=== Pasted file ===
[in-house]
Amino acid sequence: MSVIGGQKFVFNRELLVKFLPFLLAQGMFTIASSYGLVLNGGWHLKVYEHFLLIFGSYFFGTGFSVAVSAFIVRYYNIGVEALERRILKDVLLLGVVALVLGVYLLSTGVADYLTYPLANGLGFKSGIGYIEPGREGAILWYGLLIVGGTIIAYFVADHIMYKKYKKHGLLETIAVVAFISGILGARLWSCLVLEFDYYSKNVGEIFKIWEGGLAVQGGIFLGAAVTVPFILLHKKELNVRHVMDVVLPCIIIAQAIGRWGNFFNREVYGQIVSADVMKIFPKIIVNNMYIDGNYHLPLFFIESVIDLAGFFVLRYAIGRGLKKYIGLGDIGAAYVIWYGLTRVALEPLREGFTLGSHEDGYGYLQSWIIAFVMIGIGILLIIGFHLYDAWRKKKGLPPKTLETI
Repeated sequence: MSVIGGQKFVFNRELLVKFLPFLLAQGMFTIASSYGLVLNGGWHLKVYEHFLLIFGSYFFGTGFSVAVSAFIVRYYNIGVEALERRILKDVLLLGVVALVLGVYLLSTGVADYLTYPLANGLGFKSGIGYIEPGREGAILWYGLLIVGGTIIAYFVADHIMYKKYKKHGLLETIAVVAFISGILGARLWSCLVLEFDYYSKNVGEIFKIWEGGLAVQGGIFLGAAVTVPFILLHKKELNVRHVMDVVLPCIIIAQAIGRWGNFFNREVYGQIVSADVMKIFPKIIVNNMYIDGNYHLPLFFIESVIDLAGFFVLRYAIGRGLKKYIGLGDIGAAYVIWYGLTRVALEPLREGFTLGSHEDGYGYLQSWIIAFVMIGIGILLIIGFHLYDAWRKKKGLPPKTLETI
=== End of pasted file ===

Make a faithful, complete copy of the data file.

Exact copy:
[in-house]
Amino acid sequence: MSVIGGQKFVFNRELLVKFLPFLLAQGMFTIASSYGLVLNGGWHLKVYEHFLLIFGSYFFGTGFSVAVSAFIVRYYNIGVEALERRILKDVLLLGVVALVLGVYLLSTGVADYLTYPLANGLGFKSGIGYIEPGREGAILWYGLLIVGGTIIAYFVADHIMYKKYKKHGLLETIAVVAFISGILGARLWSCLVLEFDYYSKNVGEIFKIWEGGLAVQGGIFLGAAVTVPFILLHKKELNVRHVMDVVLPCIIIAQAIGRWGNFFNREVYGQIVSADVMKIFPKIIVNNMYIDGNYHLPLFFIESVIDLAGFFVLRYAIGRGLKKYIGLGDIGAAYVIWYGLTRVALEPLREGFTLGSHEDGYGYLQSWIIAFVMIGIGILLIIGFHLYDAWRKKKGLPPKTLETI
Repeated sequence: MSVIGGQKFVFNRELLVKFLPFLLAQGMFTIASSYGLVLNGGWHLKVYEHFLLIFGSYFFGTGFSVAVSAFIVRYYNIGVEALERRILKDVLLLGVVALVLGVYLLSTGVADYLTYPLANGLGFKSGIGYIEPGREGAILWYGLLIVGGTIIAYFVADHIMYKKYKKHGLLETIAVVAFISGILGARLWSCLVLEFDYYSKNVGEIFKIWEGGLAVQGGIFLGAAVTVPFILLHKKELNVRHVMDVVLPCIIIAQAIGRWGNFFNREVYGQIVSADVMKIFPKIIVNNMYIDGNYHLPLFFIESVIDLAGFFVLRYAIGRGLKKYIGLGDIGAAYVIWYGLTRVALEPLREGFTLGSHEDGYGYLQSWIIAFVMIGIGILLIIGFHLYDAWRKKKGLPPKTLETI